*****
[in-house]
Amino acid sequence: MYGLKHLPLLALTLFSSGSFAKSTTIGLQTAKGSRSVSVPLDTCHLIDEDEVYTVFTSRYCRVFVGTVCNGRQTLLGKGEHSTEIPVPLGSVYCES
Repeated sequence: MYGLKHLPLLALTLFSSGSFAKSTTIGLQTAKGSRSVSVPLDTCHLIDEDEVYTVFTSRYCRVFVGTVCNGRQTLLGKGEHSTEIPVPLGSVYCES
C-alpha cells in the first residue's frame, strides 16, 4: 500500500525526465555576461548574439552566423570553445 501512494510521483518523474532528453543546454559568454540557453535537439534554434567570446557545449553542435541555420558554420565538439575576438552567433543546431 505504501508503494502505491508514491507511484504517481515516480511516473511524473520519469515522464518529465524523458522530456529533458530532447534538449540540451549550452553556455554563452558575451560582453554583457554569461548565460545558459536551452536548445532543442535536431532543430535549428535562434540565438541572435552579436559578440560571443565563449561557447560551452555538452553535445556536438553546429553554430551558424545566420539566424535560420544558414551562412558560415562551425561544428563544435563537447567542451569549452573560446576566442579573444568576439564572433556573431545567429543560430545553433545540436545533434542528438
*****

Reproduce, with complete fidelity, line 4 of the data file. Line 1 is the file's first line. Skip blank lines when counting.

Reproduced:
C-alpha cells in the first residue's frame, strides 16, 4: 500500500525526465555576461548574439552566423570553445 501512494510521483518523474532528453543546454559568454540557453535537439534554434567570446557545449553542435541555420558554420565538439575576438552567433543546431 505504501508503494502505491508514491507511484504517481515516480511516473511524473520519469515522464518529465524523458522530456529533458530532447534538449540540451549550452553556455554563452558575451560582453554583457554569461548565460545558459536551452536548445532543442535536431532543430535549428535562434540565438541572435552579436559578440560571443565563449561557447560551452555538452553535445556536438553546429553554430551558424545566420539566424535560420544558414551562412558560415562551425561544428563544435563537447567542451569549452573560446576566442579573444568576439564572433556573431545567429543560430545553433545540436545533434542528438